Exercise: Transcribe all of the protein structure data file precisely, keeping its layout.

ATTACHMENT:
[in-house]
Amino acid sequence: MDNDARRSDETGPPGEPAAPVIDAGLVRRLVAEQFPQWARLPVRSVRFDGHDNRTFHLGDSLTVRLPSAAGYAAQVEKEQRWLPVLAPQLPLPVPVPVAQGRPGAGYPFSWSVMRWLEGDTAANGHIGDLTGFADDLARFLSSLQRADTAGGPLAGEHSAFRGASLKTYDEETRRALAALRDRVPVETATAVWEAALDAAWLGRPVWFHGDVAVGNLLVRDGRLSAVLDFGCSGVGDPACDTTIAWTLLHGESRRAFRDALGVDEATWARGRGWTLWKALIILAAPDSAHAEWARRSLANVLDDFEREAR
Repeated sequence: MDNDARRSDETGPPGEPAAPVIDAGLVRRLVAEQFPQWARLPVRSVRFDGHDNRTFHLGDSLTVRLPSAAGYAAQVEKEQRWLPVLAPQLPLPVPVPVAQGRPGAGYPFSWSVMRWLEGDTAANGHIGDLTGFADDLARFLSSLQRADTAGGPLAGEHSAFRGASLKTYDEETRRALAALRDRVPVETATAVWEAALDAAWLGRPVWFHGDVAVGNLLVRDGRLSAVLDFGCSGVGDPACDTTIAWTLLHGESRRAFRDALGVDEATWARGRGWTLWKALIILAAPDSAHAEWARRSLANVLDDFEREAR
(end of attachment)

[in-house]
Amino acid sequence: MDNDARRSDETGPPGEPAAPVIDAGLVRRLVAEQFPQWARLPVRSVRFDGHDNRTFHLGDSLTVRLPSAAGYAAQVEKEQRWLPVLAPQLPLPVPVPVAQGRPGAGYPFSWSVMRWLEGDTAANGHIGDLTGFADDLARFLSSLQRADTAGGPLAGEHSAFRGASLKTYDEETRRALAALRDRVPVETATAVWEAALDAAWLGRPVWFHGDVAVGNLLVRDGRLSAVLDFGCSGVGDPACDTTIAWTLLHGESRRAFRDALGVDEATWARGRGWTLWKALIILAAPDSAHAEWARRSLANVLDDFEREAR
Repeated sequence: MDNDARRSDETGPPGEPAAPVIDAGLVRRLVAEQFPQWARLPVRSVRFDGHDNRTFHLGDSLTVRLPSAAGYAAQVEKEQRWLPVLAPQLPLPVPVPVAQGRPGAGYPFSWSVMRWLEGDTAANGHIGDLTGFADDLARFLSSLQRADTAGGPLAGEHSAFRGASLKTYDEETRRALAALRDRVPVETATAVWEAALDAAWLGRPVWFHGDVAVGNLLVRDGRLSAVLDFGCSGVGDPACDTTIAWTLLHGESRRAFRDALGVDEATWARGRGWTLWKALIILAAPDSAHAEWARRSLANVLDDFEREAR